Guest Expert: Sue Bryan of Inward Journey. Sue is a ICEA certified educator, studied with Magda Gerber and was the first Quality Parenting Instructor certified by Dr. Ilene Val-Essen. She is currently in private practice as a Personal Transformation Coach.
Listen to my interview with Sue on Heart-Centered Life BlogTalkRadio show.
So often we treat ourselves without compassion, without reverence for our process. We berate ourselves for not being perfect. We hold ourselves to standards far higher (or lower) than any we would hold for others. We allow ourselves to ‘get away with’ behavior that is not in our best interest. We judge and punish and sabotage ourselves. In short, we re-enact all the most horrible forms of punitive (or neglectful) parenting inside our own minds.
No child can grow into a healthy, high functioning adult under such conditions. So these inner child aspects continue to act out, trying to get their needs met, their voices heard – just as real flesh and blood children are prone to do under such conditions.
When inner child aspects act out we see ourselves doing things we know we don’t want to do, like eating a pint of ice cream in front of the TV or losing our temper with family members – all out of proportion to the circumstances.
Whenever we encounter a part of ourselves that we don’t like, we get to be the parent to that part. We can be the passive parent, who just lets the child do whatever it wants. Or we can be the aggressive parent who imposes his or her will on the child and doesn’t give the child any voice or authority. Most people default into one of these two parenting patterns within themselves.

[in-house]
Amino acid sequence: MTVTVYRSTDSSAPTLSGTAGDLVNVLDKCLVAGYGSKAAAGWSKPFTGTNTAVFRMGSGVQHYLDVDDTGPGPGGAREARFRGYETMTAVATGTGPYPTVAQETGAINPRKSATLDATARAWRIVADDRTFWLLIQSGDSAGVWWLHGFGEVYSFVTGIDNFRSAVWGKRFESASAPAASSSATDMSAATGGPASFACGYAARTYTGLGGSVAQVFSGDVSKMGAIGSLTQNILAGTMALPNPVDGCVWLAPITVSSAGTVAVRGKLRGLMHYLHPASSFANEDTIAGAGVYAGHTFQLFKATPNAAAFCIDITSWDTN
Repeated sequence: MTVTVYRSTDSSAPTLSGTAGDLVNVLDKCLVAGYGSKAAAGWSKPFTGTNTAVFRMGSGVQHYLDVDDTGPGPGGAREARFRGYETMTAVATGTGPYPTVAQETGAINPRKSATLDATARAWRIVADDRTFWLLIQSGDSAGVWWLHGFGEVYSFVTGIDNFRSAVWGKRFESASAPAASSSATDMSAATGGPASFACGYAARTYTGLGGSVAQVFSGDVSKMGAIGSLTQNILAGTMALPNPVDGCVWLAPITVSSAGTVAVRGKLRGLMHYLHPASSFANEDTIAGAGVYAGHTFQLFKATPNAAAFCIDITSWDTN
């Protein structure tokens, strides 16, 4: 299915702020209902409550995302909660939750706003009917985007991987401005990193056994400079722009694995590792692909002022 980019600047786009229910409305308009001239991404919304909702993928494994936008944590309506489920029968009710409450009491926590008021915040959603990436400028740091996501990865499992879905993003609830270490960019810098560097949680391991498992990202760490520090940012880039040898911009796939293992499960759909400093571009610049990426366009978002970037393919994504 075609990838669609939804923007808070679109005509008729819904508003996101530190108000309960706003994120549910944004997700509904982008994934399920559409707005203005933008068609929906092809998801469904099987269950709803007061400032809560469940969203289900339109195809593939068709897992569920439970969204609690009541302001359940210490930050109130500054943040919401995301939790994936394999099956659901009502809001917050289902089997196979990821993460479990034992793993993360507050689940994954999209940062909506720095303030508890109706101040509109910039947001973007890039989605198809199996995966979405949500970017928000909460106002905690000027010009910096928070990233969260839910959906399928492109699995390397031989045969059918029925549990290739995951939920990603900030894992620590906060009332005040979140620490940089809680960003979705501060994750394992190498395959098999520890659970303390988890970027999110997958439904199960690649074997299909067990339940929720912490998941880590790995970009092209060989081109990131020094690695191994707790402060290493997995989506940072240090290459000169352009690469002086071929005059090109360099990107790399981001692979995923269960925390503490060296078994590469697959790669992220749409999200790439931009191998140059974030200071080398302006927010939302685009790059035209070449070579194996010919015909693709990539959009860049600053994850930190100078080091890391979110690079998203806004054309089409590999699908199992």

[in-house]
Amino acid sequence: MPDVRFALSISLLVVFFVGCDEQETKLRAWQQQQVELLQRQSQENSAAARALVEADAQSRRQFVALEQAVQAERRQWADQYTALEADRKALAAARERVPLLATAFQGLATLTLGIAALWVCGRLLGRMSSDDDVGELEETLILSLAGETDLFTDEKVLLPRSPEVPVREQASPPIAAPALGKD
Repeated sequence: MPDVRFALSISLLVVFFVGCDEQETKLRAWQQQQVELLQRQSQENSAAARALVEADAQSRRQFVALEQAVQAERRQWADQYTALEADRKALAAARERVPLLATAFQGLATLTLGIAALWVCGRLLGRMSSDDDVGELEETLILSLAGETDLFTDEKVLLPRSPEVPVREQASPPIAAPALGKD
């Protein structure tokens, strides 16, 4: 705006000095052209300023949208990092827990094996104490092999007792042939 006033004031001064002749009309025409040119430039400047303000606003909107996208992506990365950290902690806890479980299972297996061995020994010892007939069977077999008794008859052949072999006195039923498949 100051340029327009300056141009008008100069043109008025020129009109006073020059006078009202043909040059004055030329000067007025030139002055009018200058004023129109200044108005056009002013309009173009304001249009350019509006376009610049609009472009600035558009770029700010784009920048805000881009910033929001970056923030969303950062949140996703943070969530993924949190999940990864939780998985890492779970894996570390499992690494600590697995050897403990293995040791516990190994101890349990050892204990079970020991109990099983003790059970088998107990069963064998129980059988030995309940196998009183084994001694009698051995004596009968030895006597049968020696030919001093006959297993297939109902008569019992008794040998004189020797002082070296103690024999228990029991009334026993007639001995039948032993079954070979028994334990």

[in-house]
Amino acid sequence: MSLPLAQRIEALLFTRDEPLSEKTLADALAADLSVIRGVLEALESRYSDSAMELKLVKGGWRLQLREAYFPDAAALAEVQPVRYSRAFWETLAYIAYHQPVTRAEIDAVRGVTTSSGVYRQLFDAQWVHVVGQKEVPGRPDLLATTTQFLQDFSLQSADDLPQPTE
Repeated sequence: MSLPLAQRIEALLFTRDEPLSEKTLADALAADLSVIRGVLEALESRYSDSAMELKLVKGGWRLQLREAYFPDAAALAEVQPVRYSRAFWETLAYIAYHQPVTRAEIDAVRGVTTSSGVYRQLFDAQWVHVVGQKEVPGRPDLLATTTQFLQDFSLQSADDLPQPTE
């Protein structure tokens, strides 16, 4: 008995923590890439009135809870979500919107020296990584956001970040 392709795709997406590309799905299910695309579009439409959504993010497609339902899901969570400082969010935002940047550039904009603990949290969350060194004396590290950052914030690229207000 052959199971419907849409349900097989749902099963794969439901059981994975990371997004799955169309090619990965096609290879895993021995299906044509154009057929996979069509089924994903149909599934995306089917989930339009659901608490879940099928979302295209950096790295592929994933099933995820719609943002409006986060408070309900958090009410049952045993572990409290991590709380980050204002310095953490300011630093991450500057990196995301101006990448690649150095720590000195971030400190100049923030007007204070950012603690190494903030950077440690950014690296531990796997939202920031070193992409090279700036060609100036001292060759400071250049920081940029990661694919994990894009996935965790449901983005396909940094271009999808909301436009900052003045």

I have found it more useful with both my real children and my inner child aspects to understand that if there is thinking or behavior that I don’t like, there must also be, underlying, a need or set of needs that are trying to be expressed. If I can find the need, and help the child get them met, the behavior will go away of its own accord.
I start with the assumption that all children want to behave well. They want to be cooperative, kind, respectful and respected. And that all behavior to the contrary is a request for help, an expression of an unmet need. I can then approach the child or the part of my own consciousness with compassion and curiosity.
I have seen time and time again that when a person is able to approach the diverse wounded parts of themselves with this compassion and curiosity magic occurs. Wounds heal. Self-defeating habits evaporate. Relationships – and even sometimes physical health – improves.
It’s all about accessing the compassion we automatically feel for children who are suffering and applying it to ourselves. Re-parenting is the art of healing the inner wounds that are a natural part of growing up human so that we can liberate our energy to lead a more expansive life.
Thanks Sue for such a wonderful article about Re-Parenting!